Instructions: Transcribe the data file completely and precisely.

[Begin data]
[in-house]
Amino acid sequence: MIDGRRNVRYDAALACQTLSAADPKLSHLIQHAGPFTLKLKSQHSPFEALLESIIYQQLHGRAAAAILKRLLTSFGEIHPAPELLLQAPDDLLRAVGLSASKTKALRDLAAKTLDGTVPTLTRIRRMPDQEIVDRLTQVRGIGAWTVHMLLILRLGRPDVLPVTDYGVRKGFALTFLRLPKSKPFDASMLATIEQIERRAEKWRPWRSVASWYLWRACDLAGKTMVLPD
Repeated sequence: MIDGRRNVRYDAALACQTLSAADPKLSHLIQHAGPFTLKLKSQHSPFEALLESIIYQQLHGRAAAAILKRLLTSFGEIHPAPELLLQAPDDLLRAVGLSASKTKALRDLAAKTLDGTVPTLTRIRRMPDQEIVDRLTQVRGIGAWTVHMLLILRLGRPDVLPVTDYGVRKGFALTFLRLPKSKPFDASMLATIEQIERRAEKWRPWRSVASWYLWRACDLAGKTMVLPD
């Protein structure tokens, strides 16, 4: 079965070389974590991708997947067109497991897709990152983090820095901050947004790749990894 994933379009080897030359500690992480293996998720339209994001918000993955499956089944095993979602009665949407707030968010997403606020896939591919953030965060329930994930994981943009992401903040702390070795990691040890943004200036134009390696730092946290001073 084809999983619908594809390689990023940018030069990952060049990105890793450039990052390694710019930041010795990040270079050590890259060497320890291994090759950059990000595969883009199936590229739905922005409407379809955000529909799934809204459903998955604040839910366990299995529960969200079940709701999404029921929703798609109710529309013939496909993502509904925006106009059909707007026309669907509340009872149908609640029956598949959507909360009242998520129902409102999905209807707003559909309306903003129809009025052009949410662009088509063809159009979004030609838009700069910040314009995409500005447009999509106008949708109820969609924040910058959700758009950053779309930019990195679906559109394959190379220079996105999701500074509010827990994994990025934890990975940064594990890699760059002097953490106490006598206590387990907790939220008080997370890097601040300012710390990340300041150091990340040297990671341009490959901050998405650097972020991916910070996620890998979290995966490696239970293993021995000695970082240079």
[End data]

[in-house]
Amino acid sequence: MIDGRRNVRYDAALACQTLSAADPKLSHLIQHAGPFTLKLKSQHSPFEALLESIIYQQLHGRAAAAILKRLLTSFGEIHPAPELLLQAPDDLLRAVGLSASKTKALRDLAAKTLDGTVPTLTRIRRMPDQEIVDRLTQVRGIGAWTVHMLLILRLGRPDVLPVTDYGVRKGFALTFLRLPKSKPFDASMLATIEQIERRAEKWRPWRSVASWYLWRACDLAGKTMVLPD
Repeated sequence: MIDGRRNVRYDAALACQTLSAADPKLSHLIQHAGPFTLKLKSQHSPFEALLESIIYQQLHGRAAAAILKRLLTSFGEIHPAPELLLQAPDDLLRAVGLSASKTKALRDLAAKTLDGTVPTLTRIRRMPDQEIVDRLTQVRGIGAWTVHMLLILRLGRPDVLPVTDYGVRKGFALTFLRLPKSKPFDASMLATIEQIERRAEKWRPWRSVASWYLWRACDLAGKTMVLPD
């Protein structure tokens, strides 16, 4: 079965070389974590991708997947067109497991897709990152983090820095901050947004790749990894 994933379009080897030359500690992480293996998720339209994001918000993955499956089944095993979602009665949407707030968010997403606020896939591919953030965060329930994930994981943009992401903040702390070795990691040890943004200036134009390696730092946290001073 084809999983619908594809390689990023940018030069990952060049990105890793450039990052390694710019930041010795990040270079050590890259060497320890291994090759950059990000595969883009199936590229739905922005409407379809955000529909799934809204459903998955604040839910366990299995529960969200079940709701999404029921929703798609109710529309013939496909993502509904925006106009059909707007026309669907509340009872149908609640029956598949959507909360009242998520129902409102999905209807707003559909309306903003129809009025052009949410662009088509063809159009979004030609838009700069910040314009995409500005447009999509106008949708109820969609924040910058959700758009950053779309930019990195679906559109394959190379220079996105999701500074509010827990994994990025934890990975940064594990890699760059002097953490106490006598206590387990907790939220008080997370890097601040300012710390990340300041150091990340040297990671341009490959901050998405650097972020991916910070996620890998979290995966490696239970293993021995000695970082240079």